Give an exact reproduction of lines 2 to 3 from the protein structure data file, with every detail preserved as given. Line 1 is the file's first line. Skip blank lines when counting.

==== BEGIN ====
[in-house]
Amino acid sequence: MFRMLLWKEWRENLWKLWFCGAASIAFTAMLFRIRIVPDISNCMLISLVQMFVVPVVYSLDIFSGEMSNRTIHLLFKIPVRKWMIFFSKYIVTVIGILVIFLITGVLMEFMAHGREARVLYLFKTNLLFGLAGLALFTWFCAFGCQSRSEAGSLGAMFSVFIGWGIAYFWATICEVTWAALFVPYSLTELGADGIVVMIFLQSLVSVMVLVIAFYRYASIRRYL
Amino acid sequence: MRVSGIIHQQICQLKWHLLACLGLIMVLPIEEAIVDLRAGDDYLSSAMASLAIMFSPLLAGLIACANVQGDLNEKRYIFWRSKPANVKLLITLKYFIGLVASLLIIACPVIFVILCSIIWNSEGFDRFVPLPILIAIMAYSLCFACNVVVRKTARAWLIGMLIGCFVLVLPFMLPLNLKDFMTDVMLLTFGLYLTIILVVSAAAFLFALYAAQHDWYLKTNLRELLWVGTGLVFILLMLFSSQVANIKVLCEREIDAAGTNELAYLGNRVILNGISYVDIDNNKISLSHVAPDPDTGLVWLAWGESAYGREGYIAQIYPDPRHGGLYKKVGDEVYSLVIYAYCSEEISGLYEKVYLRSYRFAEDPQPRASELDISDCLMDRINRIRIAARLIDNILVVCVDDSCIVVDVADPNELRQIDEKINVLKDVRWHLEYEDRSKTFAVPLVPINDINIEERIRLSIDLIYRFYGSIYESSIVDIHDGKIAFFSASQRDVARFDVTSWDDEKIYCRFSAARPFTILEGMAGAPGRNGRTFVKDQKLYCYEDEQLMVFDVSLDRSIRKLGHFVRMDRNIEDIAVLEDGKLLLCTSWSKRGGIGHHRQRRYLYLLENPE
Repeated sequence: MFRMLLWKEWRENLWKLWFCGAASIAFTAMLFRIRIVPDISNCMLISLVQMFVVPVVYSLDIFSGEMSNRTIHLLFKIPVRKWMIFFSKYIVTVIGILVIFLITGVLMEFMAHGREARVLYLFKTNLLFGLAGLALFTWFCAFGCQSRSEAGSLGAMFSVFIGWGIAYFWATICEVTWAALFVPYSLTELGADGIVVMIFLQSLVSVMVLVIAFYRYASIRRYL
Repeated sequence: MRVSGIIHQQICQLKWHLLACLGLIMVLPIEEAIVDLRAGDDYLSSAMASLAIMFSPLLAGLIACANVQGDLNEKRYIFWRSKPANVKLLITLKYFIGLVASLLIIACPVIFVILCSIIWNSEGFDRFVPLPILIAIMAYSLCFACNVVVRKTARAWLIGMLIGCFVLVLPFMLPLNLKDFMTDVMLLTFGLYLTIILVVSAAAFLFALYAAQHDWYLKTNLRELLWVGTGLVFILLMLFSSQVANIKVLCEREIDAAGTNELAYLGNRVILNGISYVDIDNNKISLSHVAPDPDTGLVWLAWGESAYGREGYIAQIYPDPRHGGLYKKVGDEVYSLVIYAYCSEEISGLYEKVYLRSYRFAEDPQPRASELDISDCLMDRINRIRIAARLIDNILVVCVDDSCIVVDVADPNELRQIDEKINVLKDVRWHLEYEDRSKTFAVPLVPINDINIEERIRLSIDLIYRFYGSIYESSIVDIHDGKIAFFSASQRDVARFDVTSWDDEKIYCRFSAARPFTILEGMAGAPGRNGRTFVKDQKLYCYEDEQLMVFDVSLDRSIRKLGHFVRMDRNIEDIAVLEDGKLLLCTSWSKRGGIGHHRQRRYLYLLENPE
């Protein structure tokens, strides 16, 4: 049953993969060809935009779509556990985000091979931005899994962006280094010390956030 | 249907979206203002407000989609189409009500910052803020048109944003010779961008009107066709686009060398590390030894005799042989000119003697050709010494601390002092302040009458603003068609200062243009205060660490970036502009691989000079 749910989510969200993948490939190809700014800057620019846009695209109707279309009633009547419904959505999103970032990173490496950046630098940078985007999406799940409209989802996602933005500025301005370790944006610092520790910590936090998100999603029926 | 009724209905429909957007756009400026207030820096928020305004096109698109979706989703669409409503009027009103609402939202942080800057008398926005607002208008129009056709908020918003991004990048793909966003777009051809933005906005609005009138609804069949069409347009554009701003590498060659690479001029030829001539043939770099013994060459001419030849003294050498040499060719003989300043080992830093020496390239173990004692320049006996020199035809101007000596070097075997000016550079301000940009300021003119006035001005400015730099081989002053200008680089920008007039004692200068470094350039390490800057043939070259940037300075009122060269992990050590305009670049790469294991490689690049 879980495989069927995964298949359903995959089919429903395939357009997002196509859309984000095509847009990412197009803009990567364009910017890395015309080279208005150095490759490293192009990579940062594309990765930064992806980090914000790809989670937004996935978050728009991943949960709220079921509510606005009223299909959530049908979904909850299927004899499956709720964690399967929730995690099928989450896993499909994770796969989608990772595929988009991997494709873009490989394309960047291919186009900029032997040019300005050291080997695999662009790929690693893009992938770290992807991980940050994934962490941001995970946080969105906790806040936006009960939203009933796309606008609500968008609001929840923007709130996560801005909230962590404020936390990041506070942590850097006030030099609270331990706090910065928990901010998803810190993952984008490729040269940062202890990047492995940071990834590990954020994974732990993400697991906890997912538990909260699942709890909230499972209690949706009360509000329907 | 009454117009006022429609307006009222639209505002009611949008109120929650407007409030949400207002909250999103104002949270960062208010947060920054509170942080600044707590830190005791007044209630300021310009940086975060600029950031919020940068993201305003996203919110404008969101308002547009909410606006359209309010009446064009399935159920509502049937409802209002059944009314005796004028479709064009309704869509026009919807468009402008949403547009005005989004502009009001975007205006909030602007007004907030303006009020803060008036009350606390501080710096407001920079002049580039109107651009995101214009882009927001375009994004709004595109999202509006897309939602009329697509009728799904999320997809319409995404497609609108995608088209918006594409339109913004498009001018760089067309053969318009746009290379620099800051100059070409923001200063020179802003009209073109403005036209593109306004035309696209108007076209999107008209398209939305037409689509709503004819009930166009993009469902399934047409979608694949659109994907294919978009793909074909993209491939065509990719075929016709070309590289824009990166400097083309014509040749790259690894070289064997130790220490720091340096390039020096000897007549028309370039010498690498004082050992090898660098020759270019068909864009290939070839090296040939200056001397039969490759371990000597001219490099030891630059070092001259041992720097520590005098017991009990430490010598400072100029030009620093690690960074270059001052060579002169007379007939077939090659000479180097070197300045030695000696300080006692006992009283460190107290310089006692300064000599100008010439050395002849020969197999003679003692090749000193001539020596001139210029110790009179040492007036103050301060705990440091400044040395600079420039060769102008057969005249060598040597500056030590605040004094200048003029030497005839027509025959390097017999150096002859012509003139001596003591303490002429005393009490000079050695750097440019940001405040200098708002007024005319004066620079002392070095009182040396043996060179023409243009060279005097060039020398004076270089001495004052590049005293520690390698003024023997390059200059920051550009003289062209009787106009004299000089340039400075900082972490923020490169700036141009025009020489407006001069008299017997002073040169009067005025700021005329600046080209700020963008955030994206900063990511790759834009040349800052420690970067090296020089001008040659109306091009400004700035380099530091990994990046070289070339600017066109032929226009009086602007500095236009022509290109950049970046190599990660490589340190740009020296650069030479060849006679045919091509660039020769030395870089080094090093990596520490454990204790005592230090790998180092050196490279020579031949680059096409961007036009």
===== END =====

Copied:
Amino acid sequence: MFRMLLWKEWRENLWKLWFCGAASIAFTAMLFRIRIVPDISNCMLISLVQMFVVPVVYSLDIFSGEMSNRTIHLLFKIPVRKWMIFFSKYIVTVIGILVIFLITGVLMEFMAHGREARVLYLFKTNLLFGLAGLALFTWFCAFGCQSRSEAGSLGAMFSVFIGWGIAYFWATICEVTWAALFVPYSLTELGADGIVVMIFLQSLVSVMVLVIAFYRYASIRRYL
Amino acid sequence: MRVSGIIHQQICQLKWHLLACLGLIMVLPIEEAIVDLRAGDDYLSSAMASLAIMFSPLLAGLIACANVQGDLNEKRYIFWRSKPANVKLLITLKYFIGLVASLLIIACPVIFVILCSIIWNSEGFDRFVPLPILIAIMAYSLCFACNVVVRKTARAWLIGMLIGCFVLVLPFMLPLNLKDFMTDVMLLTFGLYLTIILVVSAAAFLFALYAAQHDWYLKTNLRELLWVGTGLVFILLMLFSSQVANIKVLCEREIDAAGTNELAYLGNRVILNGISYVDIDNNKISLSHVAPDPDTGLVWLAWGESAYGREGYIAQIYPDPRHGGLYKKVGDEVYSLVIYAYCSEEISGLYEKVYLRSYRFAEDPQPRASELDISDCLMDRINRIRIAARLIDNILVVCVDDSCIVVDVADPNELRQIDEKINVLKDVRWHLEYEDRSKTFAVPLVPINDINIEERIRLSIDLIYRFYGSIYESSIVDIHDGKIAFFSASQRDVARFDVTSWDDEKIYCRFSAARPFTILEGMAGAPGRNGRTFVKDQKLYCYEDEQLMVFDVSLDRSIRKLGHFVRMDRNIEDIAVLEDGKLLLCTSWSKRGGIGHHRQRRYLYLLENPE